2. I’ve never understood how Christine acquired you as a cyberstalker and I never will. Why keep reading and commenting on articles by someone you clearly hate? It’s a beautiful day! Go outside!

      1. The commenter is just speaking their mind. Sorry if you’re triggered.

        I mean it’s not like they’re breaking into her home and beating her spouse with a hammer, setting up gallows to hang political opponents, assaulting political offices with a baseball bat, or writing off every unflattering event as “false flags”. I mean, who would do that?

    3. TRUTH! She’s still probably upset about the “cancellation of Columbus.” Christine can go back to the Rs.

    4. Margaret, you hide your identity here, but had a meltdown when your email was publicized. We can’t take you seriously. Keep decorating that basement my dear.

      1. Chrissy – Your “not taking me seriously” so hard that you try to dox me so the most MAGA of your base would harass me (or worse) and you now privately email me because you’re so intimidated by me. You, like the worst of the far Right are VERY easy to figure out. One has to only peruse your nauseating Twitter feed to see the behavior of an entitled pre-pubescent. You try to dox people who call you out on your lying garbage and your go-to argument is nearly always ad hominem. One day, something serious may happen due to your unbridled hostility and it will come back to haunt you legally. I would certainly take legal action the minute you cross the line and I have a viable case. I post truthfully about you here because you can’t block me. Fortunately – for now at least – Broad and Liberty promotes free speech and they deserve praise for smacking your hateful little hand. It’s just too bad they didn’t extinguish you like your former employers. You are the very worst of not only our region but also of the far Right. Delusional, authoritarian loving, a religious zealot, a wanna-be bully and general promoter of ignorance, stupidity and worst of all, hatred. I will ALWAYS push back against cretins like you.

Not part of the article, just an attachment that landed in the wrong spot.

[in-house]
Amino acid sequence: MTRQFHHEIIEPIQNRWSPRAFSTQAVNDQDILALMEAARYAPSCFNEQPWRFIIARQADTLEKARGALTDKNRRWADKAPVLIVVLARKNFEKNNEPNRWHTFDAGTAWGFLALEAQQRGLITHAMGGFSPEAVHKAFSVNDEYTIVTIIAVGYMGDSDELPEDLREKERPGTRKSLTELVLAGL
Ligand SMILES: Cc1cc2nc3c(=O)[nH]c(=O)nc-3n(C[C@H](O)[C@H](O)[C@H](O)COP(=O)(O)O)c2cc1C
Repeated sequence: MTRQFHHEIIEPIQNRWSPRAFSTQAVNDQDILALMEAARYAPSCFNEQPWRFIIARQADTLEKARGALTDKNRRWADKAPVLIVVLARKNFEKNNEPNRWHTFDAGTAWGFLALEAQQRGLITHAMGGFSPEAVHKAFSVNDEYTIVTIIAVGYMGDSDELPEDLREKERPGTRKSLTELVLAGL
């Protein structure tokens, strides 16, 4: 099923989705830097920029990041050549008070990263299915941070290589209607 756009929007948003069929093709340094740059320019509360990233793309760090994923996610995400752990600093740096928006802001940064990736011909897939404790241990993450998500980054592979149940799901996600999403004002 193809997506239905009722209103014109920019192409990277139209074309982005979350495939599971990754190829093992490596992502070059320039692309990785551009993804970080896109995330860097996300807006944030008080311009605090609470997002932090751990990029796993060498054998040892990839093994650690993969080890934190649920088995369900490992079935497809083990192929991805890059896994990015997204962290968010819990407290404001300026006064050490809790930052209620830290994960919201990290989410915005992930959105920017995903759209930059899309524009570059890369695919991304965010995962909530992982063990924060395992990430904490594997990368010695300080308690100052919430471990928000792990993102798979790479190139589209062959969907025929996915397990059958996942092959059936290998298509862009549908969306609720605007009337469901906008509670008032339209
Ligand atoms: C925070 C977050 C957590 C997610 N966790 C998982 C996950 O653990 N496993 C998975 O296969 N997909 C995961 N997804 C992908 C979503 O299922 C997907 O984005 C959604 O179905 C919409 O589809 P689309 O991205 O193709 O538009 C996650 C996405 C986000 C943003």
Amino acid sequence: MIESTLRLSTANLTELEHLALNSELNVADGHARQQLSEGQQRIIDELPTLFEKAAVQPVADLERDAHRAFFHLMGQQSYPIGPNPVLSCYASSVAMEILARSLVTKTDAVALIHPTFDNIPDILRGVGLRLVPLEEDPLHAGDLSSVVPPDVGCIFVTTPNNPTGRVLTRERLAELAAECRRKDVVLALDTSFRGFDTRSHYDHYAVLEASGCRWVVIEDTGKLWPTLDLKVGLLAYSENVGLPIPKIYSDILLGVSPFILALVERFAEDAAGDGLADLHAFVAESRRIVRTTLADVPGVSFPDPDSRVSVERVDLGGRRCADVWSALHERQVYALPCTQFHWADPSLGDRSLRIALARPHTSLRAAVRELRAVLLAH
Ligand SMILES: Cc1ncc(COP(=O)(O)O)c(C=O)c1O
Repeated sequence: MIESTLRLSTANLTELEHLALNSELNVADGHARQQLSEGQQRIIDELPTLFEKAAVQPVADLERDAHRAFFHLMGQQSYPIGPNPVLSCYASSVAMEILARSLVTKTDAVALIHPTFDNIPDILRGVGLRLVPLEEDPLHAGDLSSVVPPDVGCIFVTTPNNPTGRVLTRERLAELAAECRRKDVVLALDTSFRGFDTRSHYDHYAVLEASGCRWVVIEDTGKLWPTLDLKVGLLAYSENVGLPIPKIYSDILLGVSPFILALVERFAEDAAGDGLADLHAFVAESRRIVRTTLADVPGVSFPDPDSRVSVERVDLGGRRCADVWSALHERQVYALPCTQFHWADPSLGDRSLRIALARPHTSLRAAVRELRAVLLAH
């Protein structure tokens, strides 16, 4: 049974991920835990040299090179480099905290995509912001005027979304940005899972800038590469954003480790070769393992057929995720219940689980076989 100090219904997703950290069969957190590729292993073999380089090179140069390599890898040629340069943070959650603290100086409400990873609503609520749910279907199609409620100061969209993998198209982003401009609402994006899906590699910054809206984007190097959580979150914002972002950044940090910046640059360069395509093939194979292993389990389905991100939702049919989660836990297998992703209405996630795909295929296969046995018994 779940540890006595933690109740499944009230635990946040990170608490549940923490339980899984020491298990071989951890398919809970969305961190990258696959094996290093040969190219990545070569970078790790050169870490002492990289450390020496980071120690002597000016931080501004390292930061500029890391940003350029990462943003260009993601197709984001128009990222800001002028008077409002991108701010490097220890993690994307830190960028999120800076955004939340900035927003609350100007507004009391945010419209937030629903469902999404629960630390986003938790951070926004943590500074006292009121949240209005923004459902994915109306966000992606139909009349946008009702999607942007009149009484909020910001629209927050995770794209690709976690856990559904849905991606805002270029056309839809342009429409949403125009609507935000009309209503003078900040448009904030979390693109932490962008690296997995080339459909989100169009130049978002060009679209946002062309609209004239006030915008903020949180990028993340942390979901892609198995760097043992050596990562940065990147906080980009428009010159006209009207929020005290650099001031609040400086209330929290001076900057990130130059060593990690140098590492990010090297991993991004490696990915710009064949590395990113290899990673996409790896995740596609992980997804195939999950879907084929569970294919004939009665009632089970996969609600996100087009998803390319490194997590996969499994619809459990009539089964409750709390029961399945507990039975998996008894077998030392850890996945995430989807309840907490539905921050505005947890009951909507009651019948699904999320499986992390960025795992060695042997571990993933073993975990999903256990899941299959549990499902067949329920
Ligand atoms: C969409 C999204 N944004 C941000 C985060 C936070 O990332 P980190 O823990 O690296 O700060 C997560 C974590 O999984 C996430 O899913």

1. Credit where credit is due – B&L doesn’t arbitrarily censor people the way other right-wingers (Elon Musk) do.

          But do they really promote “free speech”? I don’t see any articles on here challenging by far the biggest threats to free speech in our nation right now: Republican state legislatures and social media tech giants. Free speech for me but not for thee!

  3. If you’re against single party rule, how do you feel about radical regressive right-wing state legislatures across the country cementing deeply unpopular majorities through extreme partisan gerrymandering coordinated by “project redmap”, whose leader in leaked emails said that districts should be rigged to boost “Republicans and non-hispanic whites” (his own words)? Some criminal legislatures even going as far as Ohio did in blatantly disregarding the rule of law and ignoring the courts.

    I expect to hear some half-baked whataboutisms. Probably about CA or NY, neither of which are nearly as badly gerrymandered as places like Ohio or Wisconsin, both of which fixed maps when rejected by courts, and neither of which are part of a nationwide, special interest funded effort to rig. maps.